NFs rely on intuition rather than sensing. Their attention is not centered around actual existence, as contrasted with what they intend, expect, or believe. NFs tend to think about future goals and new truths. They yearn for inspiration. They love creative jobs and crave humane ventures. That’s why, their cutting edge usually lies in catering to a human need. They excel in writing, teaching, psychological analysis, and public speaking. Regarding NT (Intuition Plus Thinking), these people combine Intuition with thinking; they love ideas and theoretical knowledge, yet they approach it with an objective analysis. NT people excel in scientific research, electronic computing, mathematics, and finance. Myers sums the four categories up, saying: “Everyone has probably met all four kinds of people: ST people, who are practical and matter-of-fact; the sympathetic and friendly SF people; NF people, who are characterized by their enthusiasm and insight; and NT people, who are logical and ingenious.”
2) The EI & The JP Orientation
Another crucial category of preference is The EI orientation— Extraversion vs Introversion. Such a module defines which world are people interested in the most —the outer world or the inner world. On the one hand, introverts, according to Jung, are engrossed in their inner world, meditating and formulating ideas. On the other hand, extroverts are primarily interested in the outer environment. They love engaging with people and are known being sociable. Usually when introverts voice their opinions, they focus on ideas while extroverts somehow tend to judge their sensual world. Besides, Myers elaborates on another binary of preference, which is The JP preference— Judgment vs Perception. This binary mode depicts a way of living. It describes whether a person reorders his life (judgment) or acceded to it (perception). Everyone surely navigates between the two, but what Myers is talking about is a more preferred way of living.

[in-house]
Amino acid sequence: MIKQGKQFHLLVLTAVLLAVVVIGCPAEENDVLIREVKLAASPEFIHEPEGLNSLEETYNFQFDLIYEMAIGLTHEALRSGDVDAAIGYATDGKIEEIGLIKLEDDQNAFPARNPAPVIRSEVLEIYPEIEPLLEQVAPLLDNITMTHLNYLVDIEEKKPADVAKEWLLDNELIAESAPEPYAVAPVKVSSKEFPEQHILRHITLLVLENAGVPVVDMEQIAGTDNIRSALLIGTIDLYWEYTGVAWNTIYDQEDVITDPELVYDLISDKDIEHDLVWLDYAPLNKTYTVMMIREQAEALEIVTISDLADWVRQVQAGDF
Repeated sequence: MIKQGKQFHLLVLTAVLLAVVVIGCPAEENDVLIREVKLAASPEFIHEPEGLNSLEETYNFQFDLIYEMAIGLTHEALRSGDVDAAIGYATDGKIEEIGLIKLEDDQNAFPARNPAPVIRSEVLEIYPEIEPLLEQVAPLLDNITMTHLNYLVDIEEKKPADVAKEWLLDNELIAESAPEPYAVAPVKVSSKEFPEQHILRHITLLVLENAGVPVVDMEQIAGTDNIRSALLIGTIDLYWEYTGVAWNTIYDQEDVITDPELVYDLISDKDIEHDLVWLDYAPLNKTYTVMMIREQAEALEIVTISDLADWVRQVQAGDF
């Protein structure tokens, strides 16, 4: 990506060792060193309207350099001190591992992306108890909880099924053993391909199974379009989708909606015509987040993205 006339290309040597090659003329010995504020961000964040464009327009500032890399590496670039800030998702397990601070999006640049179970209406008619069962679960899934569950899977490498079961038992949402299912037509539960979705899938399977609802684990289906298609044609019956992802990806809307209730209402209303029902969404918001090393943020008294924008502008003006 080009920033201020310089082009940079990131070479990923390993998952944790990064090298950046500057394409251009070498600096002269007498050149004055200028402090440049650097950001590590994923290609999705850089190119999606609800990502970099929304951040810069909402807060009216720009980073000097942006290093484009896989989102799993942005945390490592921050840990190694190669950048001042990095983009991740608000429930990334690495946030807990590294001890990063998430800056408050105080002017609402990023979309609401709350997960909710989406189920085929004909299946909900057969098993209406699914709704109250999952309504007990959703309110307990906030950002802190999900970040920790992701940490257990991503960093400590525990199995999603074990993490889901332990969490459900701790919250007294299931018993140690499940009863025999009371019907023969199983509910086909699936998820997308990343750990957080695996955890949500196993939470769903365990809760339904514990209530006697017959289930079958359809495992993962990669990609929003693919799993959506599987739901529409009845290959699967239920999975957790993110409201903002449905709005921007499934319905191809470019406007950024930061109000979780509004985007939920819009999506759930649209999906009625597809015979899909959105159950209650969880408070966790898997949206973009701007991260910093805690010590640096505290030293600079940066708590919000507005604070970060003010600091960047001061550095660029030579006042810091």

So, it’s time to discover what type of person you are. Take a moment to reflect on your character in terms of what you have read and form the four letters that define you. For example, are you INTJ or ESTJ or something else? Myers has used these four letters to form the most known 16 types of personality in psychology. Another dichotomy that Myers presented is A vs T (Assertive vs Turbulent). It is an easy dichotomy, which is about the two main different mentalities people adopt. Assertive people don’t care much about achieving self-perfectionism, and often are even tempered. Conversely, turbulent people are sensitive, self-conscious, perfectionists, and easily agitated. So, after you pick your four letters, add an A or a T to them. For instance, if you are an INFP, you can be either an INFP-A or an INFP-T. Briggs summed it up as follows:
“EI Extraversion or Introversion: To focus the dominant (favorite) process on the outer world or on the world of ideas
SN Sensing or Intuition: To use one kind of perception instead of the other when either could be used
TF Thinking or Feeling: To use one kind of judgment instead of the other when either could be used
JP Judgment or Perception: To use the judging or the perceptive attitude for dealing with the outer world.”